Posted in Loon Politics with tags , , , , on May 17, 2011 by loonwatch
Imagine if they were Muslim: Liberty Law School teaches God’s Law over Man’s Law

Just imagine if a Muslim school taught this in the United States. Instead, an accredited law school here in the United States is actively instructing its students to place religious law above the laws of the United States. Apparently, so long as it is Christianity, and not Islam, no one needs to fear.

Religion Dispatches – Liberty Law Exam Question on Notorious Kidnapping Case Pressured Students to Choose “God’s Law” over “Man’s” by Sarah Posner

Late last month, after federal authorities arrested a Tennessee pastor on charges of aiding and abetting an international parental kidnapping, students at Liberty University Law School saw one of their exam questions come to life.

The pastor was charged with helping Lisa Miller, an “ex”-lesbian, abscond to Nicaragua with her young daughter Isabella after she flouted a series of court orders requiring Isabella’s visitation with Miller’s former partner, Janet Jenkins. According to the criminal complaint and FBI affidavit, Miller has been in hiding with Isabella since September 2009, living in the beach house of Christian Right activist and businessman Philip Zodhiates, whose daughter Victoria Hyden works as an administrative assistant at Liberty Law School.

Students at Liberty Law School tell RD that in the required Foundations of Law class in the fall of 2008, taught by Miller’s attorneys Mat Staver and Rena Lindevaldsen, they were repeatedly instructed that when faced with a conflict between “God’s law” and “man’s law,” they should resolve that conflict through “civil disobedience.” One student said, “the idea was when you are confronted with a particular situation, for instance, if you have a court order against you that is in violation of what you see as God’s law, essentially… civil disobedience was the answer.”

This student and two others, who all requested anonymity for fear of reprisal by Staver (who is also the law school’s dean), recounted the classroom discussion of civil disobedience, as well as efforts to draw comparisons between choosing “God’s law” over “man’s law” to the American revolution and Martin Luther King Jr.’s Letter from a Birmingham Jail. According to one student, in the Foundations course both Staver and Lindevaldsen “espoused the opinion that in situations where God’s law is in direct contradiction to man’s law, we have an obligation to disobey it.”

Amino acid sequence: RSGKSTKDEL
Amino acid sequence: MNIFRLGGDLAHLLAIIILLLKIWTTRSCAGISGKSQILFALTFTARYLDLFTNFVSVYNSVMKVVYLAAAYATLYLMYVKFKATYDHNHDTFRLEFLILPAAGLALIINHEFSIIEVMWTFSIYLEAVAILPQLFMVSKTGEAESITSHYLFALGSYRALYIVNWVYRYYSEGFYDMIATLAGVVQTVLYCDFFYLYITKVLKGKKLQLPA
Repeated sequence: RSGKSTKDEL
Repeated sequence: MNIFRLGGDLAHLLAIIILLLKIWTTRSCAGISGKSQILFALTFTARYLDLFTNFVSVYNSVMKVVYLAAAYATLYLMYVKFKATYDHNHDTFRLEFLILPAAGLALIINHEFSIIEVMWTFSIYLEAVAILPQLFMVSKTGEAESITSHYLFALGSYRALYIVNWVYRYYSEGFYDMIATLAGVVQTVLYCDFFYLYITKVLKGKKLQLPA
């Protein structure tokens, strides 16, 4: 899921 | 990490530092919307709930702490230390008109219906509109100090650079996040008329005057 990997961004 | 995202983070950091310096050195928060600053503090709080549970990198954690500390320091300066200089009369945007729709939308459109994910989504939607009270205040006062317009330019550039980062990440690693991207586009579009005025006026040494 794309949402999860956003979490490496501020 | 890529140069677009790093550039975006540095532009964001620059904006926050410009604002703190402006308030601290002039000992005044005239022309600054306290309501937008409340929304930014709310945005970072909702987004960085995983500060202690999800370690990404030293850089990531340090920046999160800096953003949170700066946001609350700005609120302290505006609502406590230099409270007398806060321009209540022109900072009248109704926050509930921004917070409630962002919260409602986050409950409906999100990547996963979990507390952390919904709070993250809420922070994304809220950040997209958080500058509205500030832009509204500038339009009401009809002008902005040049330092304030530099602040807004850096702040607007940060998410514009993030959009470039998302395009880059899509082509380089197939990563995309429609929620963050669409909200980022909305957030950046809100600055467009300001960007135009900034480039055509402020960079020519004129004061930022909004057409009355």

Deborah Cantrell, a professor at the University of Colorado School of Law, and an expert in both legal ethics and family law, said that discussions of civil disobedience in law school classrooms must “be transparent that this is not a simplistic conversation.” She added that a law professor should emphasize that the discussion is a “normative” one, and that civil disobedience has consequences, including jail, and, for a lawyer who advises a client to disobey a court order, possible loss of their license to practice law.

That semester’s midterm exam, obtained by RD [see excerpts of the actual exam here], included a question based on Miller’s case asking students to describe what advice they would give her “as a friend who is a Christian lawyer.” After laying out a slanted history of the protracted legal battle, the exam asked, “Lisa needs your counsel on how to think through her legal situation and how to respond as a Christian to this difficult problem. Relying only on what we have learned thus far in class, how would you counsel Lisa?”

Students who wrote that Miller should comply with court orders received bad grades while those who wrote she should engage in civil disobedience received an A, the three students said. “People were appalled,” said one of the students, adding, “especially as lawyers-to-be, who are trained and licensed to practice the law—to disobey that law, that seemed completely counterintuitive to all of us.”

Still, some knew what they needed to “regurgitate,” in order to get a good grade. “It was obvious by the substance of the class during the semester the answer that they wanted,” said one of the students. “The majority of people that I am acquainted with who did get As wrote that because it was expected of them.”

One of the students who got an A said, “I told them she needed to engage in civil disobedience and seriously consider leaving the country,” adding, “I knew what I needed to write.”

Given what was expected of them on the exam, and the tenor of the class, there is “not a lot of shock among the students about the current developments,” said one of the students, referring to the revelation that Miller is in hiding in Nicaragua. “Everybody semi-suspected that Liberty Counsel had something to do with her disappearance.”

A Protracted Case of Biblical Worldview